We never cease to be amazed by the reaction we get when we say anything about Apple other than that Apple is the best company in the world and makes the best products in the world and is going to take over the world.This weekend, for example, we pointed out that Google’s Android has blown past Apple’s market share in the US smartphone market, while the iPhone’s share is dead in the water.
We suggested that, if Apple fans weren’t yet concerned about this trend, they probably should be.
That seems a reasonable enough observation, right? Android has come out of nowhere to grab a full third of the market in two years and the iPhone’s share has flatlined? We don’t see how any reasonable Apple observer could NOT be concerned about that.
But we forgot that the company whose smartphone share we said was “dead in the water” was Apple.
Oh, the hatred and ridicule!
Some folks said Comscore’s data was obviously wrong. Some folks said we had obviously been lobotomized. Others said that they wished securities laws applied to journalists as well as analysts so we would never be allowed to say anything like this. And so on.
All for saying that Apple fans might want to be concerned about Android’s exploding market share!
We’re pleased to say that, amid the ridicule, there were also signs of intelligence.
John Gruber, for example, pointed out that when one is evaluating “platform” share, one should also take into account iPod touches and iPads, which both run iOS.
We agree with the point about iPod touches, which run the same apps that iPhones do (and are essentially the same device). But adding iPod touches to the calculation is not all good. It makes Apple’s market share of total gadgets bigger, yes, but if we’re not mistaken, it also means that Apple’s market share is now shrinking vs Android’s, not holding steady. (iPod touch sales, if memory serves, are not growing as fast as iPhone sales. If we’re wrong about this, please let us know).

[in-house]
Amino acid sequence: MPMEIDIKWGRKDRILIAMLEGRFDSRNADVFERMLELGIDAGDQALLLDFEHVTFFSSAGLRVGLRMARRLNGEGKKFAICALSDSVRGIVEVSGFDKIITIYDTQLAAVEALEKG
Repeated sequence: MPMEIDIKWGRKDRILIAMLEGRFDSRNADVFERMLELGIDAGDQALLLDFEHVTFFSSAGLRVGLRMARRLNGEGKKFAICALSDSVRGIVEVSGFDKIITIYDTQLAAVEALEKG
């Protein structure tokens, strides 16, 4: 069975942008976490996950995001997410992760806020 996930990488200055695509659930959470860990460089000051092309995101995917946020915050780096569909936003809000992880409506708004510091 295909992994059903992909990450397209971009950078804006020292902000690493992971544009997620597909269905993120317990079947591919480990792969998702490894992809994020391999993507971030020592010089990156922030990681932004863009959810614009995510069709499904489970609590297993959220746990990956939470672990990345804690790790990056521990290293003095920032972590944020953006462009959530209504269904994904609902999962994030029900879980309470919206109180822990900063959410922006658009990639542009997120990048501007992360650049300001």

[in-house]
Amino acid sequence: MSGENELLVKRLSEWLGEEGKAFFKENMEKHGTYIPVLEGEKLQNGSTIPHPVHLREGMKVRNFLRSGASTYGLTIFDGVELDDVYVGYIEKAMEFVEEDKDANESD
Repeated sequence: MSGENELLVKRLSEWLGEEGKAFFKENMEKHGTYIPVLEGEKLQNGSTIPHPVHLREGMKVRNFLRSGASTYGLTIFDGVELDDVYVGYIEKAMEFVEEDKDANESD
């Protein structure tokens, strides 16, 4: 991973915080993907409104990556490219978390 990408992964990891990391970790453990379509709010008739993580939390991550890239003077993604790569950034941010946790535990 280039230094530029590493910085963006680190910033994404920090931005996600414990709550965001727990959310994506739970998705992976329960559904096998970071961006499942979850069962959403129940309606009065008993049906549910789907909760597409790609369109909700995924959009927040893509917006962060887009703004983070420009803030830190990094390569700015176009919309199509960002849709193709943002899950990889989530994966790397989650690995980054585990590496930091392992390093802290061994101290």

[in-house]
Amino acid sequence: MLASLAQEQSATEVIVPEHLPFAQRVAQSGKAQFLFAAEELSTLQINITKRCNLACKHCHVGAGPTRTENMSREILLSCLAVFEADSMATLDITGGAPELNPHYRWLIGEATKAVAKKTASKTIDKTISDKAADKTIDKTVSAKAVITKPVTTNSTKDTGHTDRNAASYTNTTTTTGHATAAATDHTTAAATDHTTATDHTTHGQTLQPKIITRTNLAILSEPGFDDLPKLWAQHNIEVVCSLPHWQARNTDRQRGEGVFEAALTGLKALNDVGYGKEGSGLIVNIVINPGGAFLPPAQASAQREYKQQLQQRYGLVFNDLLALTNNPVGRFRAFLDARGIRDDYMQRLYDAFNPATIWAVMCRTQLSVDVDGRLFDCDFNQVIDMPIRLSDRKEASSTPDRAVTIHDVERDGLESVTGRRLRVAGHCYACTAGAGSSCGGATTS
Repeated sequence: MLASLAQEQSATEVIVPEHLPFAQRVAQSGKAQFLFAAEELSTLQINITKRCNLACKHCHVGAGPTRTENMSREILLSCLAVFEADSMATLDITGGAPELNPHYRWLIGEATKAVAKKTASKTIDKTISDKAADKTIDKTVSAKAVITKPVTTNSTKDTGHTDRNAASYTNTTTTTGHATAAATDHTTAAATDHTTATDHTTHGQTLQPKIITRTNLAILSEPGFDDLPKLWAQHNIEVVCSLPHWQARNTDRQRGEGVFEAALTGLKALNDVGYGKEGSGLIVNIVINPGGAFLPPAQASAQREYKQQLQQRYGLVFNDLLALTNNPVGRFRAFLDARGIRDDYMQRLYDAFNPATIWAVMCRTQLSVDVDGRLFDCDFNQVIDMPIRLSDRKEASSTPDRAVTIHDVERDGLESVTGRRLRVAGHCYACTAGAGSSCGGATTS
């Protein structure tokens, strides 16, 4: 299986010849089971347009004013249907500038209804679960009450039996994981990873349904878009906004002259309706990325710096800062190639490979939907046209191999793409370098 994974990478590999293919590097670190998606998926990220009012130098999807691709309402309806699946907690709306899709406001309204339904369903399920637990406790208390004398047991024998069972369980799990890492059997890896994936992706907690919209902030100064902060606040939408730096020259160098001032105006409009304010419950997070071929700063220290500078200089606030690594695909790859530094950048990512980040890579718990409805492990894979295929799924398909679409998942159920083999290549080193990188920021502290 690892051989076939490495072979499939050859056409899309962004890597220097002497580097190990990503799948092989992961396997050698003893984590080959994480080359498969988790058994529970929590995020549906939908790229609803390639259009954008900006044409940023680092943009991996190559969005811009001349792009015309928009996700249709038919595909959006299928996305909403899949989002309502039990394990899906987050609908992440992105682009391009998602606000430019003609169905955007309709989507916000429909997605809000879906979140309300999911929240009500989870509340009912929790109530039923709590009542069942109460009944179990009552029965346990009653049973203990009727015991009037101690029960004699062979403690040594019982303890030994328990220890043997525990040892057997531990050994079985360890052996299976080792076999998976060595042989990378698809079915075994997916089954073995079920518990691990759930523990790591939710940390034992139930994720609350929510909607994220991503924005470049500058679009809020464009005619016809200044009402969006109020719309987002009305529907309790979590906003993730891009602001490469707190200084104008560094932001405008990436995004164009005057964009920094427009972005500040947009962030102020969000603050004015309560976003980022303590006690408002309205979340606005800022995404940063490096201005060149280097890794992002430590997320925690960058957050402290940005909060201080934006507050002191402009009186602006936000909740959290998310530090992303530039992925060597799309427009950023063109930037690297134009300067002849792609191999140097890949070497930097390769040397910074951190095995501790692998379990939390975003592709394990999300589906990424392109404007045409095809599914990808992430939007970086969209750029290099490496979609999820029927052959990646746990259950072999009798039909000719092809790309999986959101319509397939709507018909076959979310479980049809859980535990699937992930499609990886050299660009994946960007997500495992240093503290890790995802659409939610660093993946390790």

We actually disagree that iPads should be included in this assessment. The iPad runs the same OS, but it’s a different device, with different uses (the apps aren’t interchangeable). For now, Apple owns the tablet market. But for the first year after the iPhone appeared, it also owned the iPhone-style smartphone market. (And it was gaining share in that market until recently, when Android suddenly exploded.) Apple is doing an awesome job maintaining its product and price lead in tablets, and we expect that it will continue to do so for at least another year. But even in the tablet market, we think Apple fans should be concerned about the Android threat.
So, chill, folks. All we’re pointing out is that Android’s gains have been spectacular and that Android’s share of the smartphone market is already bigger than Apples. Thanks in part to Apple, the smartphone game is now a platform game, and in tech, platforms with ubiquity win.
It’s far from game over: Google could blow it, or Apple could decide to sacrifice its margins to drive for ubiquity (which wouldn’t be good for shareholders, but that’s a different issue). But Android’s gains are definitely something Apple’s fans should be concerned about.